From the knot to use to the length and maintenance, essential information about ties.
Choosing the right knot
Four-in-hand, half Windsor, full Windsor . . . it’s all about proportion. Big bloke with a big bonce? A wider tie with a full Windsor knot is a good option. Little fella with a pin head? A thinner tie with a half Windsor or four-in-hand knot does the trick — skinnier is the modern style, too.
Your tie should sit right on top of your belt buckle — not hovering around your belly button, not dangling around your thighs. Donald Trump, who’s a huge fan of a necktie so long it tickles his tackle, hasn’t got the memo, but you should. Again, it’s all about proportion — your tie needs to be the correct length to balance your outfit.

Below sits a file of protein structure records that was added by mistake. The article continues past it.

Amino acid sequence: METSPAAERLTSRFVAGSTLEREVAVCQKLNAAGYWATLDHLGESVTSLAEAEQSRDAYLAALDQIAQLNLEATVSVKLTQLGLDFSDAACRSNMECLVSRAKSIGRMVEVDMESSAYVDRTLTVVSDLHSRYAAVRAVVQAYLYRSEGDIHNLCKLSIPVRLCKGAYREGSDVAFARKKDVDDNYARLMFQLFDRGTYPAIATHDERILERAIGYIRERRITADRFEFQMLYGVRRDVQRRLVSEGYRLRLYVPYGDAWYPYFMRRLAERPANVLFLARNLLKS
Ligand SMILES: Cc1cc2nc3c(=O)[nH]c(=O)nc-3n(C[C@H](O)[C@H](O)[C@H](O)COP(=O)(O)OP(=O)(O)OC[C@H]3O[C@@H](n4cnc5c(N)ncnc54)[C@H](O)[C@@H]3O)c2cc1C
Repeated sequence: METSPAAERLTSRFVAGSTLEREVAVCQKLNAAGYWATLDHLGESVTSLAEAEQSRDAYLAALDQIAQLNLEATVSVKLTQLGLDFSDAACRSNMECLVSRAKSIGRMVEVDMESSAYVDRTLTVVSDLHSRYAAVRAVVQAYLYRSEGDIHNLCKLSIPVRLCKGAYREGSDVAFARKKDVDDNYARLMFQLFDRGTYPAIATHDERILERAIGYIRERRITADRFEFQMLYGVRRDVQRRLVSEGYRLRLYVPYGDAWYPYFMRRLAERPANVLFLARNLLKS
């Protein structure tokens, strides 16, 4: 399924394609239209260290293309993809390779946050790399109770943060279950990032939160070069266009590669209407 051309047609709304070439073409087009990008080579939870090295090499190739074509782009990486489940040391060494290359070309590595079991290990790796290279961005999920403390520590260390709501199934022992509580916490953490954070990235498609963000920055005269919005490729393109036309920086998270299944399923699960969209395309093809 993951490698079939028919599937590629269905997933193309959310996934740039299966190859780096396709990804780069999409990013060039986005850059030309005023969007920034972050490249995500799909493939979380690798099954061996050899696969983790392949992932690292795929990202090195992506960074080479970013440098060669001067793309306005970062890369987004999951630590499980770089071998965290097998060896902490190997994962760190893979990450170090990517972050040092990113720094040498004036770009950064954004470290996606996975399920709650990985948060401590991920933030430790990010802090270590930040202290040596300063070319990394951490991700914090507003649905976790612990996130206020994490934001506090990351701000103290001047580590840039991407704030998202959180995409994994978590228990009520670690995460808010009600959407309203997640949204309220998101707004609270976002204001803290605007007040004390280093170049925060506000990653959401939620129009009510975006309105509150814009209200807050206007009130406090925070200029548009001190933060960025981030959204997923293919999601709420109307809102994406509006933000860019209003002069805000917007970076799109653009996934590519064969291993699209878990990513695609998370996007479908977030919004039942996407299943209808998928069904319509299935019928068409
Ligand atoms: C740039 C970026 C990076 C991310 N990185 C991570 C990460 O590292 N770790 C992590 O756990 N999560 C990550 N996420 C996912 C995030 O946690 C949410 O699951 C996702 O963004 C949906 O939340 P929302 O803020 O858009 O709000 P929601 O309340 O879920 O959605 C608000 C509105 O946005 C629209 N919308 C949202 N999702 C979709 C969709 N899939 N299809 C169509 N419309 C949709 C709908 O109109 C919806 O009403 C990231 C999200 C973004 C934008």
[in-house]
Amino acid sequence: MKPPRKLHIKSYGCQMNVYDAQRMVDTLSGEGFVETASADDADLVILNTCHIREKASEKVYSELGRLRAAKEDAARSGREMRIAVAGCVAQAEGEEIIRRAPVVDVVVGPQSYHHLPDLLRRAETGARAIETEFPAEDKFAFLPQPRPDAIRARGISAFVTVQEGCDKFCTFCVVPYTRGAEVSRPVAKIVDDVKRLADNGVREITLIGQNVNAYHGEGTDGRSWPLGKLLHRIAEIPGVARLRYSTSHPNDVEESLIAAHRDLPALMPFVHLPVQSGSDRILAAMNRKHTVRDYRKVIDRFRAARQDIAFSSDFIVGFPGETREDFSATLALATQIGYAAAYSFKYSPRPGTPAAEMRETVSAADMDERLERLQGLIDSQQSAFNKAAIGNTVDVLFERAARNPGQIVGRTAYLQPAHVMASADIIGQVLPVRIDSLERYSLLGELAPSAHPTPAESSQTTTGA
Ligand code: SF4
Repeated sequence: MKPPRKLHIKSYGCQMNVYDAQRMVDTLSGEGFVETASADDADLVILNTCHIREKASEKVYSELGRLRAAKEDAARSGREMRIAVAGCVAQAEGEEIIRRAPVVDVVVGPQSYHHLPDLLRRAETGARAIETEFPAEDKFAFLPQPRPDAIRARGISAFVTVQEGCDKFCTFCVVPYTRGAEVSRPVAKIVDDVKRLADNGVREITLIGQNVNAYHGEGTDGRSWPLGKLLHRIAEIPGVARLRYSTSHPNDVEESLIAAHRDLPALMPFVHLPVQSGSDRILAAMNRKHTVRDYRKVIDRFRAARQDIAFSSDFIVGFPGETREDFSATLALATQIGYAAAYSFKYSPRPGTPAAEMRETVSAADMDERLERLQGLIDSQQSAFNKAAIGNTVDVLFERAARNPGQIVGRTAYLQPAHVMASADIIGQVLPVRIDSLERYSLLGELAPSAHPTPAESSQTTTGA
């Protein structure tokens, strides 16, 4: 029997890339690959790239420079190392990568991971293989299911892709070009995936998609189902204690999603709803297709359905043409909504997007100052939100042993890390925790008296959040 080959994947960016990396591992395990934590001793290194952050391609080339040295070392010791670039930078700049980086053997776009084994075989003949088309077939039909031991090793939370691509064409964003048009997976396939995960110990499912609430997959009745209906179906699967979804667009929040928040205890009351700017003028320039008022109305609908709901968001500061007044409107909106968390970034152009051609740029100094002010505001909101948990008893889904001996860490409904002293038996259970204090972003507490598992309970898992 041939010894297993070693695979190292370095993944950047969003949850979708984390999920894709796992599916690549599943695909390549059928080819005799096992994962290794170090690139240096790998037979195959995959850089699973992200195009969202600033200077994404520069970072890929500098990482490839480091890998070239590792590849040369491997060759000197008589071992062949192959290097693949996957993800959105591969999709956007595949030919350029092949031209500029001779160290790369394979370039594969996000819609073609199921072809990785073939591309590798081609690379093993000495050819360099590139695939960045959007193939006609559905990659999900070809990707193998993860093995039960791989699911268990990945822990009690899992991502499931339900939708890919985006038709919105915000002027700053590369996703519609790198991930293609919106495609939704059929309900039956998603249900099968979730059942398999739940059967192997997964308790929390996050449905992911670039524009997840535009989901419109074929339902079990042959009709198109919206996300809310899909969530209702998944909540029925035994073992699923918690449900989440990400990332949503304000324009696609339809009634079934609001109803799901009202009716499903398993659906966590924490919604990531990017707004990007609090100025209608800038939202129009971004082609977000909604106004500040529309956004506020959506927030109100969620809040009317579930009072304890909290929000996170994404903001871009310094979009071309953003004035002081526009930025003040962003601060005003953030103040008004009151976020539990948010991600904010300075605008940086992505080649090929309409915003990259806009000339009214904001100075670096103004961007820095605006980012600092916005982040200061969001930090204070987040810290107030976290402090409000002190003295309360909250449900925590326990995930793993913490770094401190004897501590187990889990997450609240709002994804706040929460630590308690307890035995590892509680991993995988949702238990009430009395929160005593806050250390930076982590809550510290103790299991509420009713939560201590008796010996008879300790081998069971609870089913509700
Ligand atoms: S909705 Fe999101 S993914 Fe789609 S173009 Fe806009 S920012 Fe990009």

Match made in heaven
Patterned ties work well with block-coloured suits, as long as the tie’s pattern is bolder than any stripes on your shirt. A striped jacket makes a plain tie compulsory, while the texture of a knitted tie counterbalances a checked suit beautifully. Patterned jacket, shirt and tie together? Only if you’re extremely self-confident and ready to mess with convention.
Raise the bar
A tie bar adds a splash of sophistication to your outfit, and there’s a few simple rules to follow. One, the clasp should fasten your tie to the placket of your shirt (the thick layer of fabric the button holes sit in) to stop it flapping around. Two, it should be clipped between the third and fourth buttons of your shirt. Three, never wear a bar that’s wider than your tie. Easy.
At the end of the day, don’t take off your tie by tugging on the short end like a schoolboy at the final bell, which will ruin the tie’s shape. Instead, reverse the knot then drape it over a tie rack (except knit ties, which should be rolled up). And ties are extremely delicate, so take great care cleaning them — a hand steamer or trusted dry cleaner are the safest choices.